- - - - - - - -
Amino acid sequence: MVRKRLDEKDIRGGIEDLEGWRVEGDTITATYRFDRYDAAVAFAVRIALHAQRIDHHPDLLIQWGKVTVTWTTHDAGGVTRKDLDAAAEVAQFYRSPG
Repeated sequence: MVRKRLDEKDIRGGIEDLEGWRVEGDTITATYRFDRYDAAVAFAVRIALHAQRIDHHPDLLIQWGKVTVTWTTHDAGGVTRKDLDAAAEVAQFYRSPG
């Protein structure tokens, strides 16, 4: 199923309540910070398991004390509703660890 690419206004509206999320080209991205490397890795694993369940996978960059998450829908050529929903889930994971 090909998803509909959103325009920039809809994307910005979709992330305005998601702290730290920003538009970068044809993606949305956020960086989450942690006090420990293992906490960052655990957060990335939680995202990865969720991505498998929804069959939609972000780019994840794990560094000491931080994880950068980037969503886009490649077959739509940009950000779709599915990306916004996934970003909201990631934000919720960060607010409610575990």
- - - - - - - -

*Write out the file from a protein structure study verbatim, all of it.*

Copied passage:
Amino acid sequence: MVRKRLDEKDIRGGIEDLEGWRVEGDTITATYRFDRYDAAVAFAVRIALHAQRIDHHPDLLIQWGKVTVTWTTHDAGGVTRKDLDAAAEVAQFYRSPG
Repeated sequence: MVRKRLDEKDIRGGIEDLEGWRVEGDTITATYRFDRYDAAVAFAVRIALHAQRIDHHPDLLIQWGKVTVTWTTHDAGGVTRKDLDAAAEVAQFYRSPG
């Protein structure tokens, strides 16, 4: 199923309540910070398991004390509703660890 690419206004509206999320080209991205490397890795694993369940996978960059998450829908050529929903889930994971 090909998803509909959103325009920039809809994307910005979709992330305005998601702290730290920003538009970068044809993606949305956020960086989450942690006090420990293992906490960052655990957060990335939680995202990865969720991505498998929804069959939609972000780019994840794990560094000491931080994880950068980037969503886009490649077959739509940009950000779709599915990306916004996934970003909201990631934000919720960060607010409610575990």